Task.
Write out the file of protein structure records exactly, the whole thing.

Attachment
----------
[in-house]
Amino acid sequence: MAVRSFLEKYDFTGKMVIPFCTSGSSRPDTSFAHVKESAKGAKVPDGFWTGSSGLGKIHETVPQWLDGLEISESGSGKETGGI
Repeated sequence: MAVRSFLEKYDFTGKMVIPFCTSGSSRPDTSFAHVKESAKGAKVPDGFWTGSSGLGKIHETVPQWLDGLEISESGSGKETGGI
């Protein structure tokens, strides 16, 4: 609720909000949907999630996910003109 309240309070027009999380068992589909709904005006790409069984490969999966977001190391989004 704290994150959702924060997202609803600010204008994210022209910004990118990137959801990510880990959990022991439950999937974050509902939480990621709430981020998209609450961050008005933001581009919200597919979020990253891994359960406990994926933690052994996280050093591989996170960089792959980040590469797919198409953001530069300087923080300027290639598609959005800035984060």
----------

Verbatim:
[in-house]
Amino acid sequence: MAVRSFLEKYDFTGKMVIPFCTSGSSRPDTSFAHVKESAKGAKVPDGFWTGSSGLGKIHETVPQWLDGLEISESGSGKETGGI
Repeated sequence: MAVRSFLEKYDFTGKMVIPFCTSGSSRPDTSFAHVKESAKGAKVPDGFWTGSSGLGKIHETVPQWLDGLEISESGSGKETGGI
């Protein structure tokens, strides 16, 4: 609720909000949907999630996910003109 309240309070027009999380068992589909709904005006790409069984490969999966977001190391989004 704290994150959702924060997202609803600010204008994210022209910004990118990137959801990510880990959990022991439950999937974050509902939480990621709430981020998209609450961050008005933001581009919200597919979020990253891994359960406990994926933690052994996280050093591989996170960089792959980040590469797919198409953001530069300087923080300027290639598609959005800035984060």